Cigarette smoke is a profound inflammatory stimulus and the chronic inflammation caused by cigarette smoking contributes to multiple fatal diseases including cardiovascular disease, cancer, and COPD (chronic bronchitis and emphysema). The effects of smoking persist long after smoking cessation, and in the case of emphysema can even continue to worsen. This suggests that cigarette smoke interferes with the normal processes that resolve inflammation. It was previously believed that resolution of inflammation was a passive process; it is now known that resolution is an active process managed by specific pro-resolving lipid mediators (PRMs). These mediators, including lipoxins, resolvins, protectins and maresins, act by inhibiting pro-inflammatory signaling and inflammatory cell migration and promoting pro-resolving effector functions such as macrophage phagocytosis of apoptotic inflammatory cells and debris. One of these compounds is already in clinical trials for inflammatory eye disease. We have strong preliminary data that a PRM called resolvin D1 (RvD1), has specific anti-inflammatory and pro-resolving effects on human lung cells, and can inhibit acute cigarette smoke-induced inflammation and airspace enlargement in a mouse model. Our overall hypothesis is that pro-resolving lipid mediators will have profound anti-inflammatory and pro-resolving effects on both acute and chronic lung injury, and that treatment with pro-resolving mediators to promote resolution is a novel and important therapeutic goal for inflammatory diseases caused by cigarette smoking. To investigate this hypothesis we have proposed the following specific aims.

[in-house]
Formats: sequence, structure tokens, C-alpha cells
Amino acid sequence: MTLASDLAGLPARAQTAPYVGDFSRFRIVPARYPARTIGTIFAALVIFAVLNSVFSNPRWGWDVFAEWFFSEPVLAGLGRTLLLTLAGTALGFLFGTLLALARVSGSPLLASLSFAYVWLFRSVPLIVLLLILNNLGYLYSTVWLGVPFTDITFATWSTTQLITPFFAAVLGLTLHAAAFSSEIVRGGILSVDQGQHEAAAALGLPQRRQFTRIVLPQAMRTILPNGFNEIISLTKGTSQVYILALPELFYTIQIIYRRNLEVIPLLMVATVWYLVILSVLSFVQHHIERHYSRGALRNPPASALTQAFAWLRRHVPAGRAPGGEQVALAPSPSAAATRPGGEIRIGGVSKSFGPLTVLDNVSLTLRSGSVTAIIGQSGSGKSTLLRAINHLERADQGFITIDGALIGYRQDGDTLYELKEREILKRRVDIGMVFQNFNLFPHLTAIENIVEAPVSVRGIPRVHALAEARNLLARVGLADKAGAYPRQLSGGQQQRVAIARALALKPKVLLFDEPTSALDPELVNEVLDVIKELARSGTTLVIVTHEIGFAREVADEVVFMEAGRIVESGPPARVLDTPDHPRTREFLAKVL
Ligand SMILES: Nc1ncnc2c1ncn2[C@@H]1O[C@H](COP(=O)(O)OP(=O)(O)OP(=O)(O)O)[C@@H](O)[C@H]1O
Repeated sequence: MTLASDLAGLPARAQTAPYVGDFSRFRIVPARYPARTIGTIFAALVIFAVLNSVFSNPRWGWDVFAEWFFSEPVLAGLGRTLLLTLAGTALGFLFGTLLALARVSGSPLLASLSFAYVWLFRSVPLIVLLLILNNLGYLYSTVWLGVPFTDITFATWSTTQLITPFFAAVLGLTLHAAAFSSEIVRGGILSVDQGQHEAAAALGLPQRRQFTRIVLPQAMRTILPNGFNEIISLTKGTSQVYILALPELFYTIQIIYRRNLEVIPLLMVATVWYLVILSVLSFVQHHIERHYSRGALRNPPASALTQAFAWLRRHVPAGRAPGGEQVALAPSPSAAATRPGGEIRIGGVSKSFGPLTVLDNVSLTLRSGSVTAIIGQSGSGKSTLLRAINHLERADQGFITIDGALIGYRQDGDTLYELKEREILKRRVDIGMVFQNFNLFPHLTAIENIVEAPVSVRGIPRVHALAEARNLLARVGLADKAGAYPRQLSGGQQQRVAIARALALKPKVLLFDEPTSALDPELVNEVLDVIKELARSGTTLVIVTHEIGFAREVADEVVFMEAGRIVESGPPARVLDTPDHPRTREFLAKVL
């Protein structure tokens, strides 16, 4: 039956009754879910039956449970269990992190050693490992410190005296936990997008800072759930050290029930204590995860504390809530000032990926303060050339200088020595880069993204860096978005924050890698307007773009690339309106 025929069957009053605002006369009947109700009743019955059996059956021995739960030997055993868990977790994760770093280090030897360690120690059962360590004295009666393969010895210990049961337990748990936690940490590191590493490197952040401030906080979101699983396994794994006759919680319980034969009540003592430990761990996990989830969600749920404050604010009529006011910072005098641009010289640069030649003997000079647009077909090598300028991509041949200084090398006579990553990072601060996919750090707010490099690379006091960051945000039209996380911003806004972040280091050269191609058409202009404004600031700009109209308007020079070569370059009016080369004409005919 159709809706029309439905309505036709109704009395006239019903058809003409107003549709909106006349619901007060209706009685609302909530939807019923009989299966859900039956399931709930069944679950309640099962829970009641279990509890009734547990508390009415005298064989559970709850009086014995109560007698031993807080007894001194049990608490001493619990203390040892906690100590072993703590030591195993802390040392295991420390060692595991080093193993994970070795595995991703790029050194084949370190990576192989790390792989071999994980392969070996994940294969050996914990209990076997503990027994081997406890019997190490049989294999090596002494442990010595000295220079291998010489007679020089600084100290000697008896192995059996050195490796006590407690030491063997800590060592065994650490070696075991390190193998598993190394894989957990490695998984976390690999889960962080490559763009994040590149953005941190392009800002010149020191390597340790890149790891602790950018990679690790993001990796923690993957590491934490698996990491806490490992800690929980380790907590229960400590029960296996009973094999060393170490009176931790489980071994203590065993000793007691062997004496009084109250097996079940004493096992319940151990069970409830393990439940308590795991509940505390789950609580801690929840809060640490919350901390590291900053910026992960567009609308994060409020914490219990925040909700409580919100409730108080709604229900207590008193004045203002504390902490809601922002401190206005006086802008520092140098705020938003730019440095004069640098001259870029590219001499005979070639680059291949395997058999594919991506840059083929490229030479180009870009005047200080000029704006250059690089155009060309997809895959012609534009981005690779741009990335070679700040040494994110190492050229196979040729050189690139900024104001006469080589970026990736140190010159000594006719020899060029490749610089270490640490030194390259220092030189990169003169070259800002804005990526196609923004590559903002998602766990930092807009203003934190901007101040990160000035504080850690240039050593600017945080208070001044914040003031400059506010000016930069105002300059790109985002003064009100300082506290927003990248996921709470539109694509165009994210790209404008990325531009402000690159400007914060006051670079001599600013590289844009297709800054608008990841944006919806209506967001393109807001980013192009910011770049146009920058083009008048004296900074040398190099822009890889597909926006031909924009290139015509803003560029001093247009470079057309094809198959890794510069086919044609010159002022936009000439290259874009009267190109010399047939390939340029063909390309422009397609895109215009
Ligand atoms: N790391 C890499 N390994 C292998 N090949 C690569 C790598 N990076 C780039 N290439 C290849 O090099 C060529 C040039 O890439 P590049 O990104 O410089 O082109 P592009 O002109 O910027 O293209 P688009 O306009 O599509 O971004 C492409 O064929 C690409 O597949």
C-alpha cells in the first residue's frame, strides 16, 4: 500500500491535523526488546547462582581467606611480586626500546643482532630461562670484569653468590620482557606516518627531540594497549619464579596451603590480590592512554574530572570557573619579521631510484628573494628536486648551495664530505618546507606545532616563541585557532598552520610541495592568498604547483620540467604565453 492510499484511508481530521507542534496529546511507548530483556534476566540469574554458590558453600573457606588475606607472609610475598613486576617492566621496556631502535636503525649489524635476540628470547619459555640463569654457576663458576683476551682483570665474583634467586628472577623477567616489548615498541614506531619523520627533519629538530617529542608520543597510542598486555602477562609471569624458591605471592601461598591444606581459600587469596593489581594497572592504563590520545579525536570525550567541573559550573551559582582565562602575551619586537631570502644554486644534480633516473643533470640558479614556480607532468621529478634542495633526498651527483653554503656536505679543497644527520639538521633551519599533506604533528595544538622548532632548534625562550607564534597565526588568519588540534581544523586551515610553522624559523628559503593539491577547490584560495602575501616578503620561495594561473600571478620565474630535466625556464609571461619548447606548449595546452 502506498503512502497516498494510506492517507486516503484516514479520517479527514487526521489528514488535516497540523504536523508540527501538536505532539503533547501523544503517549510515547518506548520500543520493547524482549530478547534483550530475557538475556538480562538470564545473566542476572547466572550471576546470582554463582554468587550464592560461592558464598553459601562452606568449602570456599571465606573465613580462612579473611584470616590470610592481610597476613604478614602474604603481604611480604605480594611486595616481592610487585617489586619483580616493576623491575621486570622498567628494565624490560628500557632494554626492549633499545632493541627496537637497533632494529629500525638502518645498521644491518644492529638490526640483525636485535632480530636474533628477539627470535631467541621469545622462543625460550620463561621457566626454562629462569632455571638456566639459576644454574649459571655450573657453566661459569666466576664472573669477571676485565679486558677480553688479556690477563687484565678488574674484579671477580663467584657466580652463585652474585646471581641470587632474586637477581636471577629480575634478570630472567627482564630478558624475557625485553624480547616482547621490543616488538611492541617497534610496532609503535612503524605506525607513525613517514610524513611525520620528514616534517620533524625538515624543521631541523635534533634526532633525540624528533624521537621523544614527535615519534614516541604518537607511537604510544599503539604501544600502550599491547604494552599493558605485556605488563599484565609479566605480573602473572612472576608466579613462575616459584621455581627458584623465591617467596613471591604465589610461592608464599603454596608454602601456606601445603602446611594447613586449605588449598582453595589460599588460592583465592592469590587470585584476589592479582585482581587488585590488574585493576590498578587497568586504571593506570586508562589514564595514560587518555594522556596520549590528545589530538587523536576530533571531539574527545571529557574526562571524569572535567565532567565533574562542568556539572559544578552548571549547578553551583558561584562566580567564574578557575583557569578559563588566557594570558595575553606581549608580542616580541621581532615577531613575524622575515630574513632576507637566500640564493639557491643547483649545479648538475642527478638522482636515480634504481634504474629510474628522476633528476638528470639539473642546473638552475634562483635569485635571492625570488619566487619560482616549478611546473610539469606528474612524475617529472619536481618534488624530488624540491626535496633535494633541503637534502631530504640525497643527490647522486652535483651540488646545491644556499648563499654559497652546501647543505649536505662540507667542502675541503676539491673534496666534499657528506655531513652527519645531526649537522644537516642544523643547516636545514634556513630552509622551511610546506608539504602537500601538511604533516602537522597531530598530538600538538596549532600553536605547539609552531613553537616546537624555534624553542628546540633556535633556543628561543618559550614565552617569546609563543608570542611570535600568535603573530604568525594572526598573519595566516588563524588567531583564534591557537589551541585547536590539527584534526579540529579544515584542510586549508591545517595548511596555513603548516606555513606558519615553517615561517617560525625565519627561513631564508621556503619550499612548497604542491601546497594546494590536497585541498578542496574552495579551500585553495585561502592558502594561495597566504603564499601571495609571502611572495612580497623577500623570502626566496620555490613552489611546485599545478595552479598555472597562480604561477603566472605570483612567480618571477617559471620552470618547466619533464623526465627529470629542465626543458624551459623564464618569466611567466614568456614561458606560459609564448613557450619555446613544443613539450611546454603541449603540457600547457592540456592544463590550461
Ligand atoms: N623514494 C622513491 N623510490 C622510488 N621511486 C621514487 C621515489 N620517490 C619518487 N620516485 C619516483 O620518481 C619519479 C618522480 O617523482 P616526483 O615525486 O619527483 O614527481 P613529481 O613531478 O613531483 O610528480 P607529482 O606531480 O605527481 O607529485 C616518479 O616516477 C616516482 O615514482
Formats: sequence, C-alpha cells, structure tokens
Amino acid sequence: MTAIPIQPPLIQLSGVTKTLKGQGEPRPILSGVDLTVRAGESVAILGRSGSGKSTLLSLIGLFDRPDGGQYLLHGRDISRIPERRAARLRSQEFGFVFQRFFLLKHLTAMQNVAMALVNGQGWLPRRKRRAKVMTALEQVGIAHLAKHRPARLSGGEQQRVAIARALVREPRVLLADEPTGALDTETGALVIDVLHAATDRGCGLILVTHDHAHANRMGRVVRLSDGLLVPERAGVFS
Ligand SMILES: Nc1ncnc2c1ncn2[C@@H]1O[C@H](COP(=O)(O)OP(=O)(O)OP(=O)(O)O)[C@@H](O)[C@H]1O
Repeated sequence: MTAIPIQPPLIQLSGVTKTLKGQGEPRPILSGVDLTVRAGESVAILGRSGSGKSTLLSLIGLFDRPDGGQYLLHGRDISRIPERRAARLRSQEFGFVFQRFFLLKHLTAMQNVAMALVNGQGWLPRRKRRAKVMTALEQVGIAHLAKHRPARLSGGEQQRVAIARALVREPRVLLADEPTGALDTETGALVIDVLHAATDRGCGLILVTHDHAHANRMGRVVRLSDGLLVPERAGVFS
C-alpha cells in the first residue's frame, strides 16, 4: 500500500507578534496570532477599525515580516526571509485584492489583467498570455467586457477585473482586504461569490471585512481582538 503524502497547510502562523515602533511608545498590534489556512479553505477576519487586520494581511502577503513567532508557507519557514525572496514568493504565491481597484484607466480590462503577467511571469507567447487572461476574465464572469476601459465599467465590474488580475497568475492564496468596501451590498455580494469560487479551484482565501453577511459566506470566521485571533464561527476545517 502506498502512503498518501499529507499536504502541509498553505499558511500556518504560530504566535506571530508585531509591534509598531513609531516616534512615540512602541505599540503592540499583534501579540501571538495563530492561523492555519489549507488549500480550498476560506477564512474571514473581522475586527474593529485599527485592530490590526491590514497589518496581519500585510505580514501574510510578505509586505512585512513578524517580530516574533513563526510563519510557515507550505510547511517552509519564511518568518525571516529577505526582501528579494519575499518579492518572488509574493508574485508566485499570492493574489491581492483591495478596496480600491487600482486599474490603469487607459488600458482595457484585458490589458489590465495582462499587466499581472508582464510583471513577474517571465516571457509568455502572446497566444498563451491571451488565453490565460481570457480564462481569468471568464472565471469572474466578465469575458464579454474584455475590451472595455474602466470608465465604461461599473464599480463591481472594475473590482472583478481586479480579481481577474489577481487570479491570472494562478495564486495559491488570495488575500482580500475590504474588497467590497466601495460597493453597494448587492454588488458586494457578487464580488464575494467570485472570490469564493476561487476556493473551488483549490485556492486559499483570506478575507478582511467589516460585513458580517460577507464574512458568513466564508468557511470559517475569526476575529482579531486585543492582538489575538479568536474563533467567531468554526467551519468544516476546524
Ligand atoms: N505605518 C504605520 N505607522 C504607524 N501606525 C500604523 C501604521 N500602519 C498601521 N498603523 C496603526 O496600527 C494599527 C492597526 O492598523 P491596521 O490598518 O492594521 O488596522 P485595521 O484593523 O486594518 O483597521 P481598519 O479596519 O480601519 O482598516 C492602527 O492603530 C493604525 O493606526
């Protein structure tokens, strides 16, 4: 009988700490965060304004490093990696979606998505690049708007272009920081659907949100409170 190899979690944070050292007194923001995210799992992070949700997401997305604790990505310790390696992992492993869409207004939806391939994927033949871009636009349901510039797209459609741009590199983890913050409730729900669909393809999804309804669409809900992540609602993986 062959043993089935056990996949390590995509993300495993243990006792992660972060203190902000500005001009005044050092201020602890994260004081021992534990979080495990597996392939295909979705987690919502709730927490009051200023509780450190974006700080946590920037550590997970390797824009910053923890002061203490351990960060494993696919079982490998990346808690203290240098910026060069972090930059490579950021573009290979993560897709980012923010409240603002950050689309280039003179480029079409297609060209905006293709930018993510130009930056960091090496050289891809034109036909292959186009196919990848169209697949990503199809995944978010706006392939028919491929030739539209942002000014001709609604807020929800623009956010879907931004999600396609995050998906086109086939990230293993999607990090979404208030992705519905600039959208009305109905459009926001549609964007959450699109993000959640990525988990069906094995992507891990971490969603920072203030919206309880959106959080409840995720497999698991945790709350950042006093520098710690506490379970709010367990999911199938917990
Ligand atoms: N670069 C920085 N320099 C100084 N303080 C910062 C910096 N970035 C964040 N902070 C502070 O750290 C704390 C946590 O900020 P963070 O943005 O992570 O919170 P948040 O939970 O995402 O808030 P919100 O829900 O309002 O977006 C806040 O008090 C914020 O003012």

Specific Aim 1. Determine PRMs with the greatest efficacy at promoting resolution of acute inflammation in vitro and in vivo and determine their mechanism of action using primary human lung cells and a mouse model of cigarette smoke-induced acute lung inflammation.
Specific Aim 2. Determine changes in the PRM profile of human samples with smoke-induced chronic lung disease, and evaluate the ability and mechanism by which PRMs prevent and treat lung tissue destruction in a mouse model of chronic smoke exposure. These studies will show for the first time that pro-resolving mediators can be used to prevent inflammation and accelerate resolution/repair of lung injury due to both acute and chronic cigarette smoke exposure. Our results will pave the way for translational development of these exciting new compounds that have the potential to be the first ever effective therapies against human diseases of chronic inflammation and smoking.
Resolution of inflammation, a natural process in which inflamed or injured tissue returns to normal health, is impaired by cigarette smoking. This project will investigate the utility of a new class of pro-resolving molecules in preventing and treating lung inflammation and injury due to smoking. These compounds have great potential as new human therapies for smoking-related lung disease.
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